Lady Josephine Nwaeze’s Journey to Becoming a True Business Maverick

  • 0

Witness the extraordinary story of Lady Josephine Nwaeze as she shatters stereotypes, breaks barriers, and paves the way for women in the male-dominated power engineering industry. Prepare to be moved and empowered by her determination and grit.

In this exclusive Interview with Lady Josephine Nwaeze FNSE, MD/CEO, News Engineering Nigeria Limited, a true business maverick who defied the sceptics and led in a male-dominated industry, making her company a resounding success over the years, She speaks about the journey so far, the challenges and successes recorded as she “broke through the glass ceiling and stayed relevant.”

Interview with Lady Josephine Nwaeze

Can you provide an overview of your experience and background in the power engineering industry?

I must mention at this point that I am not an engineer; I studied language arts as my first degree, then I have a bachelor’s degree in law and a master’s in business administration from ABU Zaria, and on the 14th of this month I will be going for my graduation with a PhD. I’m not a trained engineer, but I have been able to manage this engineering outfit successfully by preparing myself over the years.

I endeavour to attend seminars and professional training, constantly update myself with the latest trends and technologies in the industry, and do lots of consulting. News, as one of the leading electrical engineering companies in Nigeria, has been able to stay on course as a result of numerous professional trainings and seminars, amongst others, and this has seen us successfully execute a lot of outstanding projects in power generation, transmission, and distribution over the years.

How then do you stay up-to-date with the latest trends and advancements within your sector?

The power sector is rapidly evolving, and so I and my team employ several strategies to stay up-to-date with the latest advancements and trends in power engineering. I actively participate in industry conferences, seminars, and exhibitions related to power engineering.

These events provide opportunities for me to network with industry experts, attend technical sessions, and get insight into the latest technical advancements and trends. By participating in such events, I stay informed about emerging technologies, new research findings, and industry best practises.

We are also a firm member of the Nigerian Society of Engineers (NSE). We work with the NSE as partners and participate in local and internal conferences and seminars.

I recently received an award as the first female honorary fellow of the NSE, and this is an affirmation of what we do considering that the NSE has followed our track record over the years; they see what we do, and to crown it all, staying in business over the last 40 years isn’t a tea party. So, it’s an affirmation for me as a woman successfully striving in a male-dominated industry.

The business climate today is not very friendly, especially for those who run businesses like yours. Are there peculiar challenges your company faces?

The problems and challenges are always there. They are not peculiar to my company alone. In Nigeria, running a small-scale business is quite challenging, even for a conglomerate like News Engineering.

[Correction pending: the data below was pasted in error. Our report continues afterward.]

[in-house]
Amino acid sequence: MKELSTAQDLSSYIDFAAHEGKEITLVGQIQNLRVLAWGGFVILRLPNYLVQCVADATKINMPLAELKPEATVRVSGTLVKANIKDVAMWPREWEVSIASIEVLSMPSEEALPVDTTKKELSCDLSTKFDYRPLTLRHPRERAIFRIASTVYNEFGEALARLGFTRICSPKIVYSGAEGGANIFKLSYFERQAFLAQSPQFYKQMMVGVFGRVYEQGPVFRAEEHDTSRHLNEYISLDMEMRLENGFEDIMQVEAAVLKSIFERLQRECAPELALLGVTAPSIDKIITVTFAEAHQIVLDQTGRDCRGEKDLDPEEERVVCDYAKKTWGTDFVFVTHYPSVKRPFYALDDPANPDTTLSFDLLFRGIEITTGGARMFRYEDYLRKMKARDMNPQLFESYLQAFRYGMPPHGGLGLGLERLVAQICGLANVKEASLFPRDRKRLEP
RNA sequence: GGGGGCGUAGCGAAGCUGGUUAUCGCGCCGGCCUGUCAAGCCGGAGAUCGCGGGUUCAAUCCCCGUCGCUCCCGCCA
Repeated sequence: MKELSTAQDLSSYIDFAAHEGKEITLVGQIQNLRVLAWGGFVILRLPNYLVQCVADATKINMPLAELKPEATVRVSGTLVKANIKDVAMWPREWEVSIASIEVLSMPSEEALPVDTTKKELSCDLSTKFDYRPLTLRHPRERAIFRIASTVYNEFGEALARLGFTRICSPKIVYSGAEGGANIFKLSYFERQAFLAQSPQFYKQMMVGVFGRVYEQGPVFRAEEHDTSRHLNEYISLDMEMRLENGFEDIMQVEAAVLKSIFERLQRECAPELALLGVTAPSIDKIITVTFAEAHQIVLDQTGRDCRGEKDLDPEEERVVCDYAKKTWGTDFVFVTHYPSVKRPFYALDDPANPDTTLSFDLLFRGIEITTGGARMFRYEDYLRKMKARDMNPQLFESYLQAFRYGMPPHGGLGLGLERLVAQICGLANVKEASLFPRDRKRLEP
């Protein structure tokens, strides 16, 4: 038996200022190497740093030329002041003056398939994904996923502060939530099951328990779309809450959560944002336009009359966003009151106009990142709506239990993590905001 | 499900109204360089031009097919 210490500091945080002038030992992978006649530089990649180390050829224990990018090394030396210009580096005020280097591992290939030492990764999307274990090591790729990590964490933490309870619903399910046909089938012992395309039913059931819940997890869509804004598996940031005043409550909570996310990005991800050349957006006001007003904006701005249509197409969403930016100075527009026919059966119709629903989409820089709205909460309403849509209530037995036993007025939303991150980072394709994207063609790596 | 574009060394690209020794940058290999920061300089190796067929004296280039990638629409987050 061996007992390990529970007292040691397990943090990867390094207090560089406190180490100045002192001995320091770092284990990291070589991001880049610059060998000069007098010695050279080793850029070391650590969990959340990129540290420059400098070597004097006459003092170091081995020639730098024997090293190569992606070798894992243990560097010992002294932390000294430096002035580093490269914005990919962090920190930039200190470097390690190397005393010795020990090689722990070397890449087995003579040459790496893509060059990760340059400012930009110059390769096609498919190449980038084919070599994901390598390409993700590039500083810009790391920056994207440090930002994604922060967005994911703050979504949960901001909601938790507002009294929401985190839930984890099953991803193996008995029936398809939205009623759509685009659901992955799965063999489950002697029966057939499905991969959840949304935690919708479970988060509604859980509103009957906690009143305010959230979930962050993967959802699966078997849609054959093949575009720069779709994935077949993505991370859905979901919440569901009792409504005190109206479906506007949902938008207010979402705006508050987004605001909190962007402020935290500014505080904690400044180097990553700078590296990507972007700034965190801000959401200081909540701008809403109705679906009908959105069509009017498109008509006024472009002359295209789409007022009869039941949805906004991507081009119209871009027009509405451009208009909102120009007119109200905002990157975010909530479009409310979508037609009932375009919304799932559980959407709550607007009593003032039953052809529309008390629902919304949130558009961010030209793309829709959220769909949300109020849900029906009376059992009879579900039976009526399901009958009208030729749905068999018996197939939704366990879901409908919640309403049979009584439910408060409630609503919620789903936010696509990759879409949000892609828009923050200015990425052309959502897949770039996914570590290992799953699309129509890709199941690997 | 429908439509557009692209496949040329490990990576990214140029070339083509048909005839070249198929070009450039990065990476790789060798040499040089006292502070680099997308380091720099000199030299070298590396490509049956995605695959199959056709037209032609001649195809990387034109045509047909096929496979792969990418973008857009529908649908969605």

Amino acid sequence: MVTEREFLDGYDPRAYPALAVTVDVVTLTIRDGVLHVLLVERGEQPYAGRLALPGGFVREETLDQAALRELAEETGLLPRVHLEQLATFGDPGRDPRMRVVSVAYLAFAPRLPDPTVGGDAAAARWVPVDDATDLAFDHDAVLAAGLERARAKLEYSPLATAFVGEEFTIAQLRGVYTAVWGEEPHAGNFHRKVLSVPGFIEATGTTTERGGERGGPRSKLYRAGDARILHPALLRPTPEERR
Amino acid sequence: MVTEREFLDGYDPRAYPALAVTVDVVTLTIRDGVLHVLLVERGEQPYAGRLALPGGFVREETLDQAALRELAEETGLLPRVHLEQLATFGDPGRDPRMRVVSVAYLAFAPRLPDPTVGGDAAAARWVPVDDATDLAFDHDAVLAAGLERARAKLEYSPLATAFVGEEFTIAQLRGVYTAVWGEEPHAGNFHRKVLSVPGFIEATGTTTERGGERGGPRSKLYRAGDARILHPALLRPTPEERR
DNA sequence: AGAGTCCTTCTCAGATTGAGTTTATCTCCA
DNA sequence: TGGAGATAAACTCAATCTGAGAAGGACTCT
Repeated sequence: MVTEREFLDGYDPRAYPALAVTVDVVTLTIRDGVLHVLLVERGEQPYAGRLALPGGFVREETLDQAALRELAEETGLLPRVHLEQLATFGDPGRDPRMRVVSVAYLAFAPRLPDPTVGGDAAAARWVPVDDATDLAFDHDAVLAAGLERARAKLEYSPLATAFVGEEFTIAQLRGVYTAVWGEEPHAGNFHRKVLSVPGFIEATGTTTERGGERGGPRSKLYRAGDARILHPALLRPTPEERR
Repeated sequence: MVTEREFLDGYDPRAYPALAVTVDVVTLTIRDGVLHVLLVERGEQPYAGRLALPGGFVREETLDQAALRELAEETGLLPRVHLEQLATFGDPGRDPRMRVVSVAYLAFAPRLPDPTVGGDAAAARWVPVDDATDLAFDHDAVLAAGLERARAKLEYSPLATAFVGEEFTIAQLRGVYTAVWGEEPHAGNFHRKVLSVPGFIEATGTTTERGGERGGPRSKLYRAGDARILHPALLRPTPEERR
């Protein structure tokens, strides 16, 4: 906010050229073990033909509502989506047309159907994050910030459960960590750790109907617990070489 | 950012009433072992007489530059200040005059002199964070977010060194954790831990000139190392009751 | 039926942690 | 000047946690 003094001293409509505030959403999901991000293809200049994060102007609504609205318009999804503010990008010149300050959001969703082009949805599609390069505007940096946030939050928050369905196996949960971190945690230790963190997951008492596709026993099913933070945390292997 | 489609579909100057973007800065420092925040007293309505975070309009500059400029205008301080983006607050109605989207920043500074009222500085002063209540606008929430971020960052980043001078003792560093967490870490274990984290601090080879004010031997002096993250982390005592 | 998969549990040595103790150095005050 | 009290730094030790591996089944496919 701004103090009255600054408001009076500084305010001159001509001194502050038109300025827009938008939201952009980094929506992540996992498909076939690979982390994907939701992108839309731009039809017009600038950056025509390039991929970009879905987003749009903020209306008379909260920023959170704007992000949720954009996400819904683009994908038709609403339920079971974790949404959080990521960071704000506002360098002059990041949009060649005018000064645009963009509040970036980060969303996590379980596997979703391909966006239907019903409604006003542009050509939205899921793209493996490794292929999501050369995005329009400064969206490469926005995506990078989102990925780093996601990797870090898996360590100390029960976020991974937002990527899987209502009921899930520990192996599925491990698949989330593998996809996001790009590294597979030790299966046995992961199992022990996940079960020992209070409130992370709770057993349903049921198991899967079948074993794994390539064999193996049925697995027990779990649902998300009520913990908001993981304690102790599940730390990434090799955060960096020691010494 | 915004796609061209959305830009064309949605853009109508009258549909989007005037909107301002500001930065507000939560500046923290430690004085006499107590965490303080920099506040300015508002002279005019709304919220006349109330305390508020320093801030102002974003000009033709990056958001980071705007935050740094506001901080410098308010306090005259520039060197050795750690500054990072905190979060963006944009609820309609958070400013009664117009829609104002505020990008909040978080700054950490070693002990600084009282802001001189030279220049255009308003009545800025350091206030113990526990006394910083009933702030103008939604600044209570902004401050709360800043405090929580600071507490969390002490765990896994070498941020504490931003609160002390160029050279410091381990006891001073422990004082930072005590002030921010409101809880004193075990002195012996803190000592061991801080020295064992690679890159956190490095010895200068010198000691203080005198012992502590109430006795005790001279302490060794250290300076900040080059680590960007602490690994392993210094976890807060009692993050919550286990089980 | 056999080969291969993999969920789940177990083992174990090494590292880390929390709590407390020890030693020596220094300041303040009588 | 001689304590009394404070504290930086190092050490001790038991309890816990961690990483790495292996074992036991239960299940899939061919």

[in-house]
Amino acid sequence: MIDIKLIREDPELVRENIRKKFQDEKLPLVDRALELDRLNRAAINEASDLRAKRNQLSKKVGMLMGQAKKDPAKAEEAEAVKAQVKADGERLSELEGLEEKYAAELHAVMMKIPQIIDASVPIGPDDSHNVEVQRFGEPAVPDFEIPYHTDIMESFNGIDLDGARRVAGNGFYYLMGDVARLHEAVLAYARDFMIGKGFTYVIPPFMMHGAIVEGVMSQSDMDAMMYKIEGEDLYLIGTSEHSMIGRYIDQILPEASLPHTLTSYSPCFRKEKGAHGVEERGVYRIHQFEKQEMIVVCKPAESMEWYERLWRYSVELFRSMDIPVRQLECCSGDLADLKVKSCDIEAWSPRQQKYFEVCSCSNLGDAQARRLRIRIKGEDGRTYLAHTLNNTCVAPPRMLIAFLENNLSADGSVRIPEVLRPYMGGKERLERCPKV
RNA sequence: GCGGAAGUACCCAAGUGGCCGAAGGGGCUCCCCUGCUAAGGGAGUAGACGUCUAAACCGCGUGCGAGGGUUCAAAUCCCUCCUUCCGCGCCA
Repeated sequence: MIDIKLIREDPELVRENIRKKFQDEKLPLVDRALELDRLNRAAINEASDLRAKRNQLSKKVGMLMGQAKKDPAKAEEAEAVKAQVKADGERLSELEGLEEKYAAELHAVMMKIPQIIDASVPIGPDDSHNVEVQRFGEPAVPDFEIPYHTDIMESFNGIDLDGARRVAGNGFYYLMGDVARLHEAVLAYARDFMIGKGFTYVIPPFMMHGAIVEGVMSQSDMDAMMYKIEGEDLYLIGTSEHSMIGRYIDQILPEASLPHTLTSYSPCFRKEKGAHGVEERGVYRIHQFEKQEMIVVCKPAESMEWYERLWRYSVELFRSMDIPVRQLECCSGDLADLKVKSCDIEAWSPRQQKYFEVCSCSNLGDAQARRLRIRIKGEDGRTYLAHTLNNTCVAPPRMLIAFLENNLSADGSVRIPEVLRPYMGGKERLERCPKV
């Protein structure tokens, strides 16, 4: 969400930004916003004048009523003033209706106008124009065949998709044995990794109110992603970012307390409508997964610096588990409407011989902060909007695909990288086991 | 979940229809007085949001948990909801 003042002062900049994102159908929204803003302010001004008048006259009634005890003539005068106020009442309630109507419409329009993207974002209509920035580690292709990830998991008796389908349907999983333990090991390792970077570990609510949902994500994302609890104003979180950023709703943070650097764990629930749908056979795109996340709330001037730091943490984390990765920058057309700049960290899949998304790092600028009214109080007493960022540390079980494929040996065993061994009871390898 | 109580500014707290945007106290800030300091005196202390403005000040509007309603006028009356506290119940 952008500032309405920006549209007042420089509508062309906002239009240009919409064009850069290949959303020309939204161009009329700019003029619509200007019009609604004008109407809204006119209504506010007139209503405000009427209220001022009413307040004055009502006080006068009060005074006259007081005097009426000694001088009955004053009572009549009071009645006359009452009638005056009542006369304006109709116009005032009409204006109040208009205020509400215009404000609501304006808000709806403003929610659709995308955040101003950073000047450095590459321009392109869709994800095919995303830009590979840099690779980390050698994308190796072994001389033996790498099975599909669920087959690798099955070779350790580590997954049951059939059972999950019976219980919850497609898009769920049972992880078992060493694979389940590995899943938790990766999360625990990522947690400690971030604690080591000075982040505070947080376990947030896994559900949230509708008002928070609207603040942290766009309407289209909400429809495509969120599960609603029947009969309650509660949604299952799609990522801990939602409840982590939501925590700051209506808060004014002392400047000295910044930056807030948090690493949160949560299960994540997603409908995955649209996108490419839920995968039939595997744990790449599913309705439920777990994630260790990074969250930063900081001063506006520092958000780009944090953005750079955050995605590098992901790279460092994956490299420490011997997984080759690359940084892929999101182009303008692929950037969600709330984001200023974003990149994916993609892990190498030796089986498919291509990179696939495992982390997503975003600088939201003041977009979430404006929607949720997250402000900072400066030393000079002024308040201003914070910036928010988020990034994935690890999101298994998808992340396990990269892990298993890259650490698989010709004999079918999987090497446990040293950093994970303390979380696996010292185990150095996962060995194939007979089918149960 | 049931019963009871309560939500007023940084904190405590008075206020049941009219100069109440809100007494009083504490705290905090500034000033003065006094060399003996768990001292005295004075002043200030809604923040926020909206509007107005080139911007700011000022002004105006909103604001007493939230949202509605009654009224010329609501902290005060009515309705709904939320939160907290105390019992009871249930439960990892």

We have the problem of sourcing funds. Nigerian banks are in business to make money; they don’t support businesses, so even when you have a contract and approach a bank for funding, they usually come up with high interest rates, and this is a very strong challenge because if you take such loans to fund a business, at the end you may not make any significant profit therefrom as you might end up working for the banks.

Another challenge is policy. We barely have policies that support indigenous businesses; even when such policies exist, they are just on paper and are hardly practicalized or demonstrated. Like the much-talked-about Executive Order 5, which provides that if indigenous companies have the capacity to do a project, they should be considered.

That’s just what exists on paper, but how far has the government implemented it? It has not been implemented. Our government always has a way of helping foreign companies by coming up with unrealistic requirements for indigenous companies.

When you tell an indigenous business to come up with financial requirements of fifty million dollars or eighty million dollars, it becomes unrealistic. It is only foreign companies like the Chinese companies that can successfully bid for such jobs because their government assists them; their government gives them money to bid for such jobs and stay competitive.

We don’t have that assistance from our government. We even have to compete with foreign companies when it has to do with projects domiciled in our own country. For example, the World Bank project You still see foreign companies participating in it when, indeed, it’s like a loan from the World Bank to our government—something we would pay back to the World Bank in the future—so one would expect that local companies should be given the first right of refusal in cases like that.

So we are complaining that the economy is doing badly and that the rate of inflation is high, but we are not doing anything to help indigenous companies. I am an employer of labour, so if I go out of business tomorrow, I have no other option than to retrench the workers, but what support am I getting from the government? It’s so sad. I am even of the opinion that foreign companies operating in Nigeria should always, as a matter of policy, partner with the locals.

This should be done practically beyond the sometimes-empty talk of local content. On paper, we hear a lot about local content, but in practise, the reverse is the case far too often. Our government should sit down and review the policies and insist on their implementation with less reliance on foreign companies.

This is not to discourage foreign companies but to encourage local companies to partner with foreigners; that way, there would even be a transfer of technology. Where we don’t have the required technology, we can study our foreign partners. Even our own local metre manufacturing companies are rarely patronised. We should give them grants and stop insisting on buying metres abroad.

Do you think this is attributed to a lack of trust? Because NERC is doing a number of things to regulate the electricity sector. In your considered opinion, would you rather think there are trust issues here? Either in the system or the product?

Sure, trust issues are there. We barely believe in ourselves; most times we just rely on foreigners, often to our fault. Even when an indigenous company doesn’t have the immediate know-how, aren’t there policies that can be put in place to ensure that that technology is transferred to indigenous companies?.

You can imagine when a foreign company would build something in Nigeria and leave a handover note written in a foreign language. That way, you cannot even interpret what is being written; you have to perpetually rely on the foreign company for maintenance; even the as-built drawing that would usually be submitted for ease of maintenance is written in a foreign language.